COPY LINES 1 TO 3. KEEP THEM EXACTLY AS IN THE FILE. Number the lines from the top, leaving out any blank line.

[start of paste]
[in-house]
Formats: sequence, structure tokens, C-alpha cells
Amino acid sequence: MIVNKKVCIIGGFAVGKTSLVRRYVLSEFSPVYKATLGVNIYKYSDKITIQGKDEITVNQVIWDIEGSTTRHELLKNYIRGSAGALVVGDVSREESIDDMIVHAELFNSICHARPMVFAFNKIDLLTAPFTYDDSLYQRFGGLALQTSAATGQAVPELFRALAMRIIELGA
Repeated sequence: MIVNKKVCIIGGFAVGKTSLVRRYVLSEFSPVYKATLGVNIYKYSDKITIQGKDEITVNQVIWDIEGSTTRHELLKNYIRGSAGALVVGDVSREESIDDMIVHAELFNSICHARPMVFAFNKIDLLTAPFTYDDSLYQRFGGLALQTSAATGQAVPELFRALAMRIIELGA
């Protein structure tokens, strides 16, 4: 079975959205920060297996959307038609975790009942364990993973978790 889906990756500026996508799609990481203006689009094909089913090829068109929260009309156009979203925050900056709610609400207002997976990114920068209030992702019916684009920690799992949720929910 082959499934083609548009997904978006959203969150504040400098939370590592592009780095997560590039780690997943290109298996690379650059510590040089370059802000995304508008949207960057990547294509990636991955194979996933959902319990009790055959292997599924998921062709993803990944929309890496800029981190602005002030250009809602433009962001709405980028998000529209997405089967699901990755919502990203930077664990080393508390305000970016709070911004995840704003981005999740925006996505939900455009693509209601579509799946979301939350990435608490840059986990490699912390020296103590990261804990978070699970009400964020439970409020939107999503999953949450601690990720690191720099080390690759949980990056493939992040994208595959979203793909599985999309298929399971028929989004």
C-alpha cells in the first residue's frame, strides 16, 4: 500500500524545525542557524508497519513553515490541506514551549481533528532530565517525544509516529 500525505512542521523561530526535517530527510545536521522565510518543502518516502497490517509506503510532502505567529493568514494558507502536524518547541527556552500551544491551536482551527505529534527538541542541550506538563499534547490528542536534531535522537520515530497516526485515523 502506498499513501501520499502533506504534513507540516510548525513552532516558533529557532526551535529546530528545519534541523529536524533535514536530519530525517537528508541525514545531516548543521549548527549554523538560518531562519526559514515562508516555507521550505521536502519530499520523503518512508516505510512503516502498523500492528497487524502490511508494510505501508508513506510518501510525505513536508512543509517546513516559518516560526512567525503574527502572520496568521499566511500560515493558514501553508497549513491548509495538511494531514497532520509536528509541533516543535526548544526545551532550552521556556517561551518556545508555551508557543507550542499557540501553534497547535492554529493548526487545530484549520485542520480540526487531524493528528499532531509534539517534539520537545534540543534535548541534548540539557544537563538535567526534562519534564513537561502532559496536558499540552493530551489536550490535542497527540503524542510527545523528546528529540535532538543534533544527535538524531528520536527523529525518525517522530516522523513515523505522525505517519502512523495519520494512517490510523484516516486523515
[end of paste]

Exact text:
[in-house]
Formats: sequence, structure tokens, C-alpha cells
Amino acid sequence: MIVNKKVCIIGGFAVGKTSLVRRYVLSEFSPVYKATLGVNIYKYSDKITIQGKDEITVNQVIWDIEGSTTRHELLKNYIRGSAGALVVGDVSREESIDDMIVHAELFNSICHARPMVFAFNKIDLLTAPFTYDDSLYQRFGGLALQTSAATGQAVPELFRALAMRIIELGA